The recent political landscape and rise of virtual assets such as cryptocurrencies and NFTs has accellerated a new wave of global regulations aimed at preventing financial crime and increasing transparency.  

The UAE recently introduced new reporting requirements for certain real estate transactions. Accordingly, real estate agents, brokers and law firms (Real Estate Professionals) will have reporting duties towards the Financial Intelligence Unit in the UAE (FIU) in relation to freehold commercial and residential real estate transactions in the UAE, that are funded (in whole or in part), by either an individual or corporation, in accordance with one or more of the following methods (Regulated Transactions):

  • Payments comprising a virtual asset;
  • Payments where the source of such funds are derived from a virtual asset; and / or
  • A single or multiple cash payment(s) equivalent to or in excess of AED 55,000.

Real Estate Professionals will be required to obtain, record and submit identification documents for all parties to a Regulated Transaction as well as other details and documentation relating to the Regulated Transaction itself.  

The introduction of the above follows a reported 7,092 real estate transactions worth AED 21 billion (USD 5.72 billion) in Dubai this July 2022 - a 12 year record according to Property Finder.  

The new reporting requirements are extremely significant as these build on other recent anti-money laundering initiatives by the UAE and seeks to embed best international practice within an industry which is globally susceptible to money laundering and financial crime.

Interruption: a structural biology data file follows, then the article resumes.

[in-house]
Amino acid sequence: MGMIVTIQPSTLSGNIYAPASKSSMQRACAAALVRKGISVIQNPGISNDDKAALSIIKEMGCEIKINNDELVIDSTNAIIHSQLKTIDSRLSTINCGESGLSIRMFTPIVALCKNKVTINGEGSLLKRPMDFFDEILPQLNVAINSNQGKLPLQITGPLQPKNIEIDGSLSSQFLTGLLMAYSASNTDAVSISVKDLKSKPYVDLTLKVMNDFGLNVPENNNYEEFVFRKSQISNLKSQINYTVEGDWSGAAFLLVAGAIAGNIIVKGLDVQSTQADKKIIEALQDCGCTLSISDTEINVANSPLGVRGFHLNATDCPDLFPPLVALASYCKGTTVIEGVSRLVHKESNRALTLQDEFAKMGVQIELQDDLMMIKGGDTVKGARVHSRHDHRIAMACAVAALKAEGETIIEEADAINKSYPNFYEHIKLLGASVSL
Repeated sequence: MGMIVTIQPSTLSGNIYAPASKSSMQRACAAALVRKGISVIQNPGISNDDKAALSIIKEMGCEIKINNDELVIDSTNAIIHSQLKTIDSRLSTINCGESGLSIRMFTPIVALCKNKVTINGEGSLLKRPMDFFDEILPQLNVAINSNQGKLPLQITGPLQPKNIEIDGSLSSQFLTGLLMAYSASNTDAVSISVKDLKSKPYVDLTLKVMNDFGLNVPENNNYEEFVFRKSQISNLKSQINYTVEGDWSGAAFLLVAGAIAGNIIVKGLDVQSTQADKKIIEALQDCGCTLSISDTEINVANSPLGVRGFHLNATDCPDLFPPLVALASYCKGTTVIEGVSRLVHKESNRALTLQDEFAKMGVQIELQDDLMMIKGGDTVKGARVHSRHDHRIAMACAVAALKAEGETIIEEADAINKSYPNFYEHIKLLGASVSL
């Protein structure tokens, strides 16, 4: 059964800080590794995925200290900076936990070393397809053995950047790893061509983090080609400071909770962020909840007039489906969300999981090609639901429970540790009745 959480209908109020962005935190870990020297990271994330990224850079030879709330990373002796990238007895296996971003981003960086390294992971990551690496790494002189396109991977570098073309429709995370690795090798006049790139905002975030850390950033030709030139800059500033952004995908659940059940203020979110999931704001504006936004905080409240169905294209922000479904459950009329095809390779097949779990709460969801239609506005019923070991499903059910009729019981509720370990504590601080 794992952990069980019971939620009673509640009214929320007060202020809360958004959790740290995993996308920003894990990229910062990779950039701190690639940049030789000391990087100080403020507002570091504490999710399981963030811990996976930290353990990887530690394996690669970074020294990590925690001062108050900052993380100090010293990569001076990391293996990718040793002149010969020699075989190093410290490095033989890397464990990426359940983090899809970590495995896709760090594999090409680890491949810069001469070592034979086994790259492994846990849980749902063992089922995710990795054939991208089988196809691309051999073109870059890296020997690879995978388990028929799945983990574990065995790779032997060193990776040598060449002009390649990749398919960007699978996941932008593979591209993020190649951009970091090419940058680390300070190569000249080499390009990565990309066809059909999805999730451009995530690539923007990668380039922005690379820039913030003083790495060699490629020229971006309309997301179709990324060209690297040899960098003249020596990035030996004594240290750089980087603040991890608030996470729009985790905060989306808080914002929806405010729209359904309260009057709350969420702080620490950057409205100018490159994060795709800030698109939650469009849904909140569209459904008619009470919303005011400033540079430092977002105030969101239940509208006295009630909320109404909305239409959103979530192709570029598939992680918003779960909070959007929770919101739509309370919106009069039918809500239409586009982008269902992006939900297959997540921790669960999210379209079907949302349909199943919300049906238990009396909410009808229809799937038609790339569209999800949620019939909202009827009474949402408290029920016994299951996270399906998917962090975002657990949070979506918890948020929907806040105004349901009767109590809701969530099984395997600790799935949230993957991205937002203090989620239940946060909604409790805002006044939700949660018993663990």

Real Estate is a key sector for the majority of GCC countries which are looking to encourage inbound investment by offering attractive opportunities and incentives to both regional and international investors such as the introduction of Golden Visas in the UAE and Bahrain. 

As other key global markets introduce additional and more stringent measures to combat financial crime and improve transparency (such as the introduction of the new register of beneficial ownership of overseas entities in the UK) it is vital that the GCC countries evolve quickly to embrace measures to protect against attracting illegal investments that will ultimately have a negative impact to the soundness and reputation of their economies. 

However, the privacy of personal affairs remains a key element of the social and cultural fabric of the GCC. There is limited information about property ownership that is publicly available. It is likely that any shift towards a fully transparent system that is applied indiscriminately will be gradual. In the meantime, the development and implementation of more bespoke systems and regulations in the GCC will need to find a balance between these elements and best international practice.